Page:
landsvist (OSw) landsvist (ON) lanzwist (OSw) noun

The right to reside in a realm or province. Such a right was possessed by every free person (ON friðheilagr maðr) but could be lost via the commission of a serious crime. Exile was usually part of the penalty for particularly heinous crimes which could not be mitigated with compensation (óbótamál, see urbotamal).

In the Norwegian and Icelandic laws, landsvist seems to have carried some additional meanings. There it may refer specifically to a letter in which a king grants this right to someone proven guilty of a crime which would incur a sentence of exile, such as murder. Landsvist seems to have been granted specifically for homicide cases in which some mitigating circumstances became apparent. In order to be granted landsvist the defendant had to procure a letter outlining these circumstances (ModNorw provsbrev) and pay a fine to the king (ON friðkaup; also called landkaup or skógarkaup) as well as compensation to the kin of the slain. The actual landsvist letter was then issued by the king’s chancellor (ON kanceler).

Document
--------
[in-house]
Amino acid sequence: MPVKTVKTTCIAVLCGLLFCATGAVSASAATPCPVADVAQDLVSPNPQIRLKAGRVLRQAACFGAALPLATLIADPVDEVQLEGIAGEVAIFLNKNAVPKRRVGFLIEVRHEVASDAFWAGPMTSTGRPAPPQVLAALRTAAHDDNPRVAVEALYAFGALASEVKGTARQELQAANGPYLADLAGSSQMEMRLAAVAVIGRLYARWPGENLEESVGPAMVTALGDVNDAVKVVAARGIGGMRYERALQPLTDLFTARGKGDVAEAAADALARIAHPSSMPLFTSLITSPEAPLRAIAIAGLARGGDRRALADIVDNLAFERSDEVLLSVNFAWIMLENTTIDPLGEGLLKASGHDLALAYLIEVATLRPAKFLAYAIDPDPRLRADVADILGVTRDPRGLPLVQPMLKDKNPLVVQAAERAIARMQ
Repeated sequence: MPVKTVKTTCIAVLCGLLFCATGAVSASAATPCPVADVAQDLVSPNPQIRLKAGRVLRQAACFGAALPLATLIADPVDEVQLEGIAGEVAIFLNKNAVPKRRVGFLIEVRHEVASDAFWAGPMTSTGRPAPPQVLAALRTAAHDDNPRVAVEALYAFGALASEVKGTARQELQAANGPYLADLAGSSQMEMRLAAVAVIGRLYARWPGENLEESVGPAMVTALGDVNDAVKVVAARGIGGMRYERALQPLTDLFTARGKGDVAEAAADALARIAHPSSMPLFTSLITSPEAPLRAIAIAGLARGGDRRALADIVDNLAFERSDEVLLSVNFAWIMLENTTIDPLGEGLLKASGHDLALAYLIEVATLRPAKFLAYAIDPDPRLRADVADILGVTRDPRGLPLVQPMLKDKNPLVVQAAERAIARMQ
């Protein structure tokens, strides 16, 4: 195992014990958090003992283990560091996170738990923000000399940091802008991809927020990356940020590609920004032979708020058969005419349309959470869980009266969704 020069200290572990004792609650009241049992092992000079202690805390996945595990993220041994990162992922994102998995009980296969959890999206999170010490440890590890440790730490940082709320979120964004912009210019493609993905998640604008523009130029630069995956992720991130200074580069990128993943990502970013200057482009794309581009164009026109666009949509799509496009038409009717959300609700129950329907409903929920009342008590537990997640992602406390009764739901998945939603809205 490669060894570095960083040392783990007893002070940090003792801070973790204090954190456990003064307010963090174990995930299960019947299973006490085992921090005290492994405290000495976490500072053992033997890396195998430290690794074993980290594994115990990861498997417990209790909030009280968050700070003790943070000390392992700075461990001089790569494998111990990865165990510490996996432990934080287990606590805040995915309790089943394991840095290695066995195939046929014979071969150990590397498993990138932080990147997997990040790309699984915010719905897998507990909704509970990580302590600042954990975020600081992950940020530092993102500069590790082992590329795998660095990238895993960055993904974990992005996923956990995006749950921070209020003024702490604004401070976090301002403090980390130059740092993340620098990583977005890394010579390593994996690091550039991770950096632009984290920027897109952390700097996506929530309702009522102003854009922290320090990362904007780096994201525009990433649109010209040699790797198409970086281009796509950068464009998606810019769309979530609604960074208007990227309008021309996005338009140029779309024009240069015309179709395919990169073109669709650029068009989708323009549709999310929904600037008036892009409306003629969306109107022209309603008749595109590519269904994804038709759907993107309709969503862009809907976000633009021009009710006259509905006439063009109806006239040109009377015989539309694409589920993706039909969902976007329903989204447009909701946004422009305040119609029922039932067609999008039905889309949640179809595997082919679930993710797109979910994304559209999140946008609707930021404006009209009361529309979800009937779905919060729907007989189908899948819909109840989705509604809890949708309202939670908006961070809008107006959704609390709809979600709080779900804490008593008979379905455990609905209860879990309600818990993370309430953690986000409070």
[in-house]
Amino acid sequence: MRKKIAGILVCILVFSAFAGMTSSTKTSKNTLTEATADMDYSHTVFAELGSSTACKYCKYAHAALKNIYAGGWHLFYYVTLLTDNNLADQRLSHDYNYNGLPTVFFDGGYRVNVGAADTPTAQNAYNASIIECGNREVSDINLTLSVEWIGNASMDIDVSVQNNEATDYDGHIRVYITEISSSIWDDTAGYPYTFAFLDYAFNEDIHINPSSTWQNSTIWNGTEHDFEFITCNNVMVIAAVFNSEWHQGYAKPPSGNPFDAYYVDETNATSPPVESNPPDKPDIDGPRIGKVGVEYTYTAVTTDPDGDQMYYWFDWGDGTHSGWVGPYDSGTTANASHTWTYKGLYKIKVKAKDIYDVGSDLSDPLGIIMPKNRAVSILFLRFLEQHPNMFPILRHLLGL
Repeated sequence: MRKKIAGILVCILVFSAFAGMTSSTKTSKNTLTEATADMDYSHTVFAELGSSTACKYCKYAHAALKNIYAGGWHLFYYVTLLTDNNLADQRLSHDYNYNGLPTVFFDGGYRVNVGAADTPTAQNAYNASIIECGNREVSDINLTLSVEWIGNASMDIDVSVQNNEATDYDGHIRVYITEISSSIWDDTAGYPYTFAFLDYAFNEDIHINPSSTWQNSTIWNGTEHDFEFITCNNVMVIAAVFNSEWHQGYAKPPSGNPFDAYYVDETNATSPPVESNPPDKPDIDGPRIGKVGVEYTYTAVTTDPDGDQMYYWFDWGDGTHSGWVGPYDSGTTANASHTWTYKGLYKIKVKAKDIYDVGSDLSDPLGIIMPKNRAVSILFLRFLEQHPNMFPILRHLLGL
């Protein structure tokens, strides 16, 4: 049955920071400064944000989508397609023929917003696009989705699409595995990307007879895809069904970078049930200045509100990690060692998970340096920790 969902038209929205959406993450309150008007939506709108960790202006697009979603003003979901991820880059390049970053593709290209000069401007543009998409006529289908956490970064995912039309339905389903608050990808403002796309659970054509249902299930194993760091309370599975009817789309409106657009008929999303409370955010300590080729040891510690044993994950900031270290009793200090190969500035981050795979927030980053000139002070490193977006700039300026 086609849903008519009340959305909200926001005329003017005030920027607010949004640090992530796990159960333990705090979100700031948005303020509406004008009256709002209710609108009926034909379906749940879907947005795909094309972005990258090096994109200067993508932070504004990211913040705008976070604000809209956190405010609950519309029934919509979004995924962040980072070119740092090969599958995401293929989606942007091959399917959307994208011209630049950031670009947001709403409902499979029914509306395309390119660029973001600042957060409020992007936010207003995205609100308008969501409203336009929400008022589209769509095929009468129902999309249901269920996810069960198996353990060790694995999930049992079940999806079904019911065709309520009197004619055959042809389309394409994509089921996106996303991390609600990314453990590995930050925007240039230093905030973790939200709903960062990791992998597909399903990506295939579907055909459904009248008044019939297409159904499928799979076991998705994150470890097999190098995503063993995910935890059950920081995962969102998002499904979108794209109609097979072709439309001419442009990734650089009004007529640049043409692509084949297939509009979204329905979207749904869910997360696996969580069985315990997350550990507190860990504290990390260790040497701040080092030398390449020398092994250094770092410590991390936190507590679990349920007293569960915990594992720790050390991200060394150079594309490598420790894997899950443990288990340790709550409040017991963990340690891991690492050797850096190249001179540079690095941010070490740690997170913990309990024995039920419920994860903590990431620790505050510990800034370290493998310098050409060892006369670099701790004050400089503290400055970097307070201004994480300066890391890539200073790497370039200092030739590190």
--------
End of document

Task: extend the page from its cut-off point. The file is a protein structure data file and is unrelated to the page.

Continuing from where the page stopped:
Since landsvist is not present in GuL, it has been suggested that the concept was an innovation of the thirteenth century as part of the growing centralized power of the monarchies in the Nordic countries.

leave to remain in the country OIce Mah 1, 2
OIce Js Mah 4
ONorw FrL Intr 5 KrbB 24

leave to remain in the kingdom ONorw FrL Mhb 41
right to live in the land OSw HL Kgb
right to live in the province OSw ÄVgL Urb
OSw SdmL Kkb, Kgb
OSw UL Kgb
OSw VmL Kgb

right to remain in the land ONorw EidsL 28.2 Refs:

CV s.v. landsvist; Fritzner s.v. landsvist; Imsen 2009; Kadane and Næshagen 2013; Kjus 2011, 81−88; KLNM s.v. fredløshed, landsvist, landsvistbrev, niddingsværk; Kongsrud 2011; LexMA s.v. Treuga Dei

  • ‘landsvist’. A Lexicon of Medieval Nordic Law.